Anyone else here ever do any randonneur cycling? Some buddies of mine have proposed joining some local brevets this year, trying out the 200km and 300km events before ramping up our ambitions even further. We did one 200km ride last year on our own just to see how we liked it.
Have not done any actual randonneuring, but been on a few long ones. 300k, 430k, and did 540k (with 8k of climbing) as a single trip this summer.
Have considered to get started, may join a brevet or two in ‘21.
I have ridden a couple of 200 km Brevets in Hong Kong and in Germany and want to ride a 300 km or 400 km next year so currently I am on the 200 mile Gravel Grinder plan…
I can highly recommend Brevets. Usually a very nice relaxed crowd.
I’ve done a dozen or so 200k, some 300k and one fleche (24h point-to-point) randonneur events mostly in the Washington DC area. Didn’t go longer since I concluded riding through the night / sleep deprivation is not really my thing. The rules can be a little persnickety, but I agree in general the folks are pretty chill and welcoming.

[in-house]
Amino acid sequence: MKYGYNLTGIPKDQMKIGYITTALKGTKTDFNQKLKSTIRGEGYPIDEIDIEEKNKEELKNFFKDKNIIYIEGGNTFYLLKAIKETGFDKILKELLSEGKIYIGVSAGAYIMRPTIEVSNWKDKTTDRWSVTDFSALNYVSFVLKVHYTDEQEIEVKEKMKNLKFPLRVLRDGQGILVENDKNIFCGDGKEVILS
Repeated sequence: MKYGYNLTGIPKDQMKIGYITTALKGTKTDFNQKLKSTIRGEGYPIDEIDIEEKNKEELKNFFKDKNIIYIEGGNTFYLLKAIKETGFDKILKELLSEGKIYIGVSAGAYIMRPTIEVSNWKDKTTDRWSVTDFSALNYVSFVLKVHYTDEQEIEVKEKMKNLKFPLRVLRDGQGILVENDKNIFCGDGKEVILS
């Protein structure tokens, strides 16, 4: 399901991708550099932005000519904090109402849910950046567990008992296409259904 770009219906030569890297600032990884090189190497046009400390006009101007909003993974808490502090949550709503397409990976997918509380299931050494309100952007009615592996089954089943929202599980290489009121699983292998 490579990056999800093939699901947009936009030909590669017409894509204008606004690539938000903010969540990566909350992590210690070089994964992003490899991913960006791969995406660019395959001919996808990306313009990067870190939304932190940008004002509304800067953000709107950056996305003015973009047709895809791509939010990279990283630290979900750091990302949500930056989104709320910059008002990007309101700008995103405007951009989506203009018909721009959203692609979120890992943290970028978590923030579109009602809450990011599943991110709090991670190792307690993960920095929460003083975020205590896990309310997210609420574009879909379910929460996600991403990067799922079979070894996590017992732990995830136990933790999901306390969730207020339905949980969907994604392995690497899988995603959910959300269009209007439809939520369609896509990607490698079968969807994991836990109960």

Taking a few year hiatus from these sorts of events (young kids) but have it in my mind that eventually I’ll get back and do a Paris-Brest-Paris once for the experience.
One tip (that may reveal an inner couchlandrian in me): choose your control meals carefully. Grinding up a steep pitch in 90 F temp an hour after a tuna wrap and donut meal was a poor but tasty life decision.
Thanks for the recommendation, @Pete_Scudder!
@tbronder regarding food choice, that’ll be an interesting experience. For my long rides, I usually do some kind of carb and nut mix, like a homemade no-bake wannabe cliff bar or flour tortillas with peanut butter and maple syrup with some scratch powder for drinks occasionally but I think I might need to have more savory things and fat on even longer rides for the stomach.